The Atlantic tells us about two cases the Supreme Court will hear that could deal serious blows to organized labor. In one, the Justices will decide whether the Senate was really in "recess" when Mr. Obama made certain recess appointments to the NLRB; in the other, the Justices will decide whether unions can make "organizing agreements" with corporations about how union elections would be conducted (among other matters). I could see the Supremes going either way on the first one and probably against labor on the second -- but whatever happens, we'll just pick up, dust off, and go again.
Don't look now, but a new meme may have penetrated the "liberal" media: that "privacy vs. security" is a false choice when discussing the NSA leaks! On NBC News, no less! With the ever-estimable Bruce Schneier as the column's first expert, no less! Am I wrong to experience the joy of hoping for better days? Or should I note that it's been weeks already, and that David Gregory still gets a lot more eyeballs than Bob Sullivan and will continue to do so for the foreseeable future?
30,000 California inmates begin refusing meals in an apparent hunger strike. Prisoners have called for a five-year cap on isolation, monthly phone calls, and increased access to educational programs, which some folks apparently think are "luxuries." I should note that California imposes harsher terms on prisoners if they're suspected of having prison gang ties, which should offend anyone with a get-warrants-prove-stuff ethic.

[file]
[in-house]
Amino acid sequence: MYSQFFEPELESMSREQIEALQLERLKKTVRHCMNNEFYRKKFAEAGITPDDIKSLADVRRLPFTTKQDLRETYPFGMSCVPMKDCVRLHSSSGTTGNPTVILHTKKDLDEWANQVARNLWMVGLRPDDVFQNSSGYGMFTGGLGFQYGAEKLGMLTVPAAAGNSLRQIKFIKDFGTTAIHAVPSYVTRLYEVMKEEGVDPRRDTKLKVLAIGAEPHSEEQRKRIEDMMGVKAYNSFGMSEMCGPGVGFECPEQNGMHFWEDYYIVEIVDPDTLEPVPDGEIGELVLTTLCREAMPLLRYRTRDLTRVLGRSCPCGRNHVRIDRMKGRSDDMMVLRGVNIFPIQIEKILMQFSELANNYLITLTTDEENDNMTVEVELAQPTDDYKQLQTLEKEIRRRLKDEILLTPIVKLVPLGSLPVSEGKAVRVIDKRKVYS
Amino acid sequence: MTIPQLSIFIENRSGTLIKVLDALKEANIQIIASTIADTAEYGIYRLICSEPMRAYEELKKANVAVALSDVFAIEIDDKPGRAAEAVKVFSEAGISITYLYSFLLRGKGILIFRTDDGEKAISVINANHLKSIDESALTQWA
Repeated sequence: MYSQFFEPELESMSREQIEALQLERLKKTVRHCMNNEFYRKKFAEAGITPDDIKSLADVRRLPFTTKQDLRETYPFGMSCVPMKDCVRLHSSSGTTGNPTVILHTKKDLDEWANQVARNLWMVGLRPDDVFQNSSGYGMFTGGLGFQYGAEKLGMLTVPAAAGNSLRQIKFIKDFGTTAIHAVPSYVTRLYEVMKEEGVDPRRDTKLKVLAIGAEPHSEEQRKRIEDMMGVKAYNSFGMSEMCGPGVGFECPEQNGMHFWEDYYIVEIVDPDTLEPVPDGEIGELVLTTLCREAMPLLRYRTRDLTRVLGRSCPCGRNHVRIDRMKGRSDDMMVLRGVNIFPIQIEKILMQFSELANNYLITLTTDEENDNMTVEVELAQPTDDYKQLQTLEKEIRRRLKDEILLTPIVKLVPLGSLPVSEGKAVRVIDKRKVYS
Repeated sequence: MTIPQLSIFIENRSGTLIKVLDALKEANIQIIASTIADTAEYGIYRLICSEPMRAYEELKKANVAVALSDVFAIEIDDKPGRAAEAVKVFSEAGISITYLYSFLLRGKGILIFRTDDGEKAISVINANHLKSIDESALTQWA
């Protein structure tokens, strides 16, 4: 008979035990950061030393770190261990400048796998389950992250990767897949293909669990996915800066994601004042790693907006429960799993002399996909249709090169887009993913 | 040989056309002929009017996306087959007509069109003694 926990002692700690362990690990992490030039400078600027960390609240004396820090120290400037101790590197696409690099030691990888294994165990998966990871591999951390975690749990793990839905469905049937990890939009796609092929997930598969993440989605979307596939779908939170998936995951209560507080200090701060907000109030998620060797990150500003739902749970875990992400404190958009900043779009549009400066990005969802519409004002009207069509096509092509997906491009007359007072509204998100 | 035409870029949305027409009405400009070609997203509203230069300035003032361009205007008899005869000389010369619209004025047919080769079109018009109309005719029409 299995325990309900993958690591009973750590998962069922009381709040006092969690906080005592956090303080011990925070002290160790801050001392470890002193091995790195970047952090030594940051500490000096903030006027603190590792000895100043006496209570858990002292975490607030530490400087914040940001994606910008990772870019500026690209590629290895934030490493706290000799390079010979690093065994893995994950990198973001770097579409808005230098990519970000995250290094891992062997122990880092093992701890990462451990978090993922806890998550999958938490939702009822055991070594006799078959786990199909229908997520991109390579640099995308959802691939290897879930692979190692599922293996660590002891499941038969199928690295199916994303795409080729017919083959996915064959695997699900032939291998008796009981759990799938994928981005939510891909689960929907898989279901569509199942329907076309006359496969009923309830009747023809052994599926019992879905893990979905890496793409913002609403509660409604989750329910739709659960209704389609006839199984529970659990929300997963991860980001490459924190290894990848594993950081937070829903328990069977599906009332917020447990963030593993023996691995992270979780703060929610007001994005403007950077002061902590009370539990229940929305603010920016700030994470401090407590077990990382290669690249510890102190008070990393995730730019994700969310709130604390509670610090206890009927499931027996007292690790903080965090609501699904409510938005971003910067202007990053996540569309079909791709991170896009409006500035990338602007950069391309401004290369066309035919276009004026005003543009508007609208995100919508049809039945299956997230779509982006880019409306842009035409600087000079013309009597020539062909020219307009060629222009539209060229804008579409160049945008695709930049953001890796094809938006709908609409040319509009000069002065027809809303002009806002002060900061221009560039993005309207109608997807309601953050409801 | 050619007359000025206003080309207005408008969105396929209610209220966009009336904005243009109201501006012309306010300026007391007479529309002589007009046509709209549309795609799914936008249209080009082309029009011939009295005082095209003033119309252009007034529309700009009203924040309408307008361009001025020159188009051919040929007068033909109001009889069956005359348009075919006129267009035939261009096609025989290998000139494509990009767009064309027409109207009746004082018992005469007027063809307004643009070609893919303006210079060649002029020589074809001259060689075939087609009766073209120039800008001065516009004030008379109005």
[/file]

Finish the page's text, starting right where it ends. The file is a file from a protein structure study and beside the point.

EPI's Ross Eisenbrey suggests that government spending, and not lightly-taxed corporate titans, drive innovation. He cites the iPhone, whose nine "core technologies" all received massive military/government help. Is that what Republicans mean when they say defense spending creates jobs? Seriously, Mariana Mazzucato's book The Entrepreneurial State looks like quite the read.
Finally, Nation of Change's Paul Buchheit offers four extremely well-sourced examples of corporate tax avoidance. And dig Whole Foods CEO John Mackey defending Apple just one paragraph in, saying "(t)hey're just following the rules that were created by governments," as if no corporate lobbyist ever paid off any Congressfolk ever to rewrite those rules ever. And then he says "(i)f the government doesn't like the rules, they can change them," as if "they" ain't us. I wonder why he'd want us to think that.